A kid who coincidentally was born in the year (1994) when the Rockets won their first NBA championship behind superstar center Hakeem Olajuwon and now is being regularly tutored by the Hall of Fame most days in practice.

“He tells me just little details on the game,” Capela said. “How I can defend. Attack on offense. What I can do now. What I will be able to do later. Just little things like that.”

The little things have added up to produce moments through the Rockets playoff run this spring when Capela is taking a feed from James Harden or Josh Smith to slam home a dunk or is coming from out of nowhere on defense to rise up and reject a shot. There is buoyancy to a his step, an insouciance to his demeanor that tells you that the moment will not overwhelm him and he feels right at home.

“Yeah, I know it’s the D-League to the NBA, but I feel like it’s just the same sport,” Capela said. “It’s just basketball and we’re all human. OK, the leagues change, sure. But in my mind I’m saying, ‘I’m just going to play basketball and that’s it.’ ”

Capela played 13 minutes after Howard was injured in Game 1, shooting 4-for-4, scoring nine points and pulling down four rebounds in 13 minutes. Most impressive was the way he consistently and fearlessly stepped outside to defend guard Stephen Curry, the league’s MVP.

“Even when I was younger, I was the bigger one, but I was always trying to defend all the little guards,” Capela said. “Because I always had the quick feet. It was pretty exciting to be able to be on (Curry). I hope I do better next time. In my mind, I think I can stop (him), do something.”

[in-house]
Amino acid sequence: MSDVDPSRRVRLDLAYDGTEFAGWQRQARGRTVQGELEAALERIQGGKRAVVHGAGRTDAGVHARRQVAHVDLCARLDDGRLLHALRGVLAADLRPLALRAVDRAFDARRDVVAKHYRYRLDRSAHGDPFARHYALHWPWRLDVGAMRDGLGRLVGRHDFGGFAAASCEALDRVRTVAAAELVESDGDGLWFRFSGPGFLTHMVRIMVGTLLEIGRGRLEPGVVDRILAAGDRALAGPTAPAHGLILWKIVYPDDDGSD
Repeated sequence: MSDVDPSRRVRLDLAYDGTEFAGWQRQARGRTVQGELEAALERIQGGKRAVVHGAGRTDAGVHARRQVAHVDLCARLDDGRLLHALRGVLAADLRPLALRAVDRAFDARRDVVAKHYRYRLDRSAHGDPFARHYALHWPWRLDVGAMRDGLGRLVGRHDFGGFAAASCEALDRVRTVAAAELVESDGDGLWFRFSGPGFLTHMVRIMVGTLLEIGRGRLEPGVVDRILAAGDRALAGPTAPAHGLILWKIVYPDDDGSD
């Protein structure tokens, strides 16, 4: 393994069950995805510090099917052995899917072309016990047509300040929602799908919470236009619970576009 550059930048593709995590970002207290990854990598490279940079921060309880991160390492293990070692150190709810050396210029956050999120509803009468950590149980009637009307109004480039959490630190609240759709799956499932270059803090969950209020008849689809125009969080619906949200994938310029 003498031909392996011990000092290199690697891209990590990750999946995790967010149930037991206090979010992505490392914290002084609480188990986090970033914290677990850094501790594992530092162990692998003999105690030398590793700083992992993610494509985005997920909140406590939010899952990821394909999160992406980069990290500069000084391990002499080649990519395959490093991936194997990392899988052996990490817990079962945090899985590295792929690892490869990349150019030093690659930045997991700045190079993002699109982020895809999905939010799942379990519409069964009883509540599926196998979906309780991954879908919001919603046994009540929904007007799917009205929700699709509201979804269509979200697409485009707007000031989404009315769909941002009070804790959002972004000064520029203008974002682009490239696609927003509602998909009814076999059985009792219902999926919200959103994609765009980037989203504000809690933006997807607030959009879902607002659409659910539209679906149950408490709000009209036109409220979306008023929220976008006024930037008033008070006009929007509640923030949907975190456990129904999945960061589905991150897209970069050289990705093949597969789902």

Howard says if the rookie has take on the burden of his minutes, there’s only way for the Rockets to approach it.

“Just gotta let him play,” Howard said. “Only advice I can say is he’s just gotta go out there and play as hard as he can. For his first playoff run, he’s done an excellent job of giving it everything he’s got.

“He’s been in the D-League for most of the year. Then to come out here and play with us, getting the minutes that he’s getting, he’s done an excellent job of playing defense and getting up on those guards…I think he’s playing great. I’m really proud and happy for his growth as a player.”

Capela smiled and nodded.

“I will get my mind ready,” he said.

Maybe now Warriors will get more credit for defense

OAKLAND — The value of Draymond Green being named first-team All-Defense and Andrew Bogut making second-team?

“The value for Andrew is $1.9 million,” said their Warriors coach, Steve Kerr.

Yes, there is that. When Bogut finished with the second-most points at center in voting announced Wednesday, behind only DeAndre Jordan of the Clippers, it triggered a $1.935-million bonus in the extension Bogut signed in October 2013. Money matters and it particularly matters to Bogut in this case since he accepted a smaller guarantee in exchange for the possibility of greater incentives.